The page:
9. Very interested to learn about Stetson. We have had 4 seeing eye puppies. Our current dog, a lab. mix came from the local shelter. We are looking to get her enrolled in sniffer school, but having trouble finding one near us in Indian county Florida. Can you help?

  10. Hi there, we are a UK based Sniffer Dog company looking for sniffer dog sites that would be interested in posting any stories on blog Sniffer Dog

    Best regards
    RFA Security

  11. @emi yep, you can definitely see a change in Stetson’s attitude when he gets to his sniffing class. It’s definitely a job for him and he loves to find the odor.

  12. I’ve seen Stetson in action at his sniffer training class and it is a JOB for him…he seems very serious so I think he’ll make a good Sniffer Dog!

  13. I really love the idea that man bestfriend “dog” can do a lot of things now. They just not only detetc bomd as many people know for the canine dog. But know even a illegal dvd, bed bugs and a cancer they can detect that.i really salutes you guys for not stopping of rediscovering of what can a dog can do in our community. i know it takes a lot of time and effort to train a dog to obtain that.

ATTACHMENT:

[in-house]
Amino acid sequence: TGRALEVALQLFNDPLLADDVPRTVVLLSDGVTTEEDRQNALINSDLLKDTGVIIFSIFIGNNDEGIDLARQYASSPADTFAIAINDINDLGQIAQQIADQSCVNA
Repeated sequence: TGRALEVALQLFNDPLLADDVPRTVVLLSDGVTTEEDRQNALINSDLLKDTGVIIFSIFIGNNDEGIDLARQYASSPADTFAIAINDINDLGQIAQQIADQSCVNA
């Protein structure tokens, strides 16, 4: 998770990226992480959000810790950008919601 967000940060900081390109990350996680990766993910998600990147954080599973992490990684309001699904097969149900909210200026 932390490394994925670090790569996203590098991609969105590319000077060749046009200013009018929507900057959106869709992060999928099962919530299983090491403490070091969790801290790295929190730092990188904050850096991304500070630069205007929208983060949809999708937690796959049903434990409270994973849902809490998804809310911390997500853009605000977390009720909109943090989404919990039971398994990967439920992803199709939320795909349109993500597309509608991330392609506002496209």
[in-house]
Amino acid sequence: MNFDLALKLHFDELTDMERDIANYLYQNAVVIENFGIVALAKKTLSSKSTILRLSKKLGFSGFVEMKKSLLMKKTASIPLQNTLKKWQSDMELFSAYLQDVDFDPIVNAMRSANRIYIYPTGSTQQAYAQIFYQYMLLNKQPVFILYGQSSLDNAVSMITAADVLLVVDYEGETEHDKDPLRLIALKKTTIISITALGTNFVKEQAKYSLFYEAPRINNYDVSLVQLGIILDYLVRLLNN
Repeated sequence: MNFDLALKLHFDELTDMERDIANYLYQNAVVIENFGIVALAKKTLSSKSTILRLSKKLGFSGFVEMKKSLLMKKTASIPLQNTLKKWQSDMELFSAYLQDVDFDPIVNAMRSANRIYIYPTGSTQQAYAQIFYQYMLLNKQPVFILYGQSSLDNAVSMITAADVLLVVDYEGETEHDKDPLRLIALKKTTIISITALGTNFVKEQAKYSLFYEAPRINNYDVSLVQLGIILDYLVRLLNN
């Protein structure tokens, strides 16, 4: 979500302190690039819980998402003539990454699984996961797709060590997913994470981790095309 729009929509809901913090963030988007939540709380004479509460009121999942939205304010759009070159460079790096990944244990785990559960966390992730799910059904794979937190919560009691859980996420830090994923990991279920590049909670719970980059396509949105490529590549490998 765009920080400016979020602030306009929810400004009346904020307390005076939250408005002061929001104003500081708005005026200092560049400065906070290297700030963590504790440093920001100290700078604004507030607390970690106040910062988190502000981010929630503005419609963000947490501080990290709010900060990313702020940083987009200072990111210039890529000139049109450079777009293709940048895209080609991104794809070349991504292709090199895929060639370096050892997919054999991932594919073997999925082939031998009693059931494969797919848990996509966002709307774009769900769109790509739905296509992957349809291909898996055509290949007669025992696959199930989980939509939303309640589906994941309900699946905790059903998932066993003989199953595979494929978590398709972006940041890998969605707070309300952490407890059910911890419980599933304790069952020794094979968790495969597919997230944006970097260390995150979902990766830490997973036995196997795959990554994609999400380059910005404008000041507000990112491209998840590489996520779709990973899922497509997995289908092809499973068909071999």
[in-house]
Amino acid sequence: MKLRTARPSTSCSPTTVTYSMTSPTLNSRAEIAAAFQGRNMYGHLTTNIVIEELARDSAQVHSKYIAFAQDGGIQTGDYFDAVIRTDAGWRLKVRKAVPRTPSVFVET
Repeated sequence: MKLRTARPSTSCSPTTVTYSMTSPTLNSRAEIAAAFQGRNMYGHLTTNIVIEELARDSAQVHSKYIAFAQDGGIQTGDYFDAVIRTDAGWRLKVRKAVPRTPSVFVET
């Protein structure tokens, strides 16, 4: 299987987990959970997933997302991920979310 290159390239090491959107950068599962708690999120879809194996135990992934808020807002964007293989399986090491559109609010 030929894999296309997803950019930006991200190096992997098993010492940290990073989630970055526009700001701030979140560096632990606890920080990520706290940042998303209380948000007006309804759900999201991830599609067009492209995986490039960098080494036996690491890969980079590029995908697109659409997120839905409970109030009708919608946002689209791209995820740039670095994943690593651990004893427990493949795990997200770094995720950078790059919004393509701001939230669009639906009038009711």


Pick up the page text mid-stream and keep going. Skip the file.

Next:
14. Im constantly amazed on retrieves that dog wont believe their eyes only their nose. The white bumper is sitting in the open but until they get downwind they dont make the fetch. It must be that the association with retrieving specific objects is all by smell not sight of the white bumper.

  15. @John thanks for visiting our site. That’s an interesting fact about Bloodhound we saw a few at this past weekends pet expo. Wow! Toby sniffs out bumble bee nests I hope he doesn’t get stung. Stetson only sniffs for birch not quite as advanced as Toby.

  16. Interesting fact, a Bloodhound’s sense of smell is more than a million times better than a human’s! No wonder they can smell a variety of stuff ranging from bombs, drugs, and a whole lot others you’ve mentioned.

    I also came across this video of Toby the sniffer dog, a specially trained army dog, being used to sniff out insects for use by scientists in their research. Quite propitious if you ask me!

  17. I talked to a friend last night and she said when she was in
    Kuwait they had the bomb sniffing dogs…she said that the dogs were hooked to the chest of the soldier with a leash …the soldier has to be very careful when the dogs got excited and pull them back right away because a lot of the dogs get blown up …guess they get excited and might even step on the bomb. So Sad.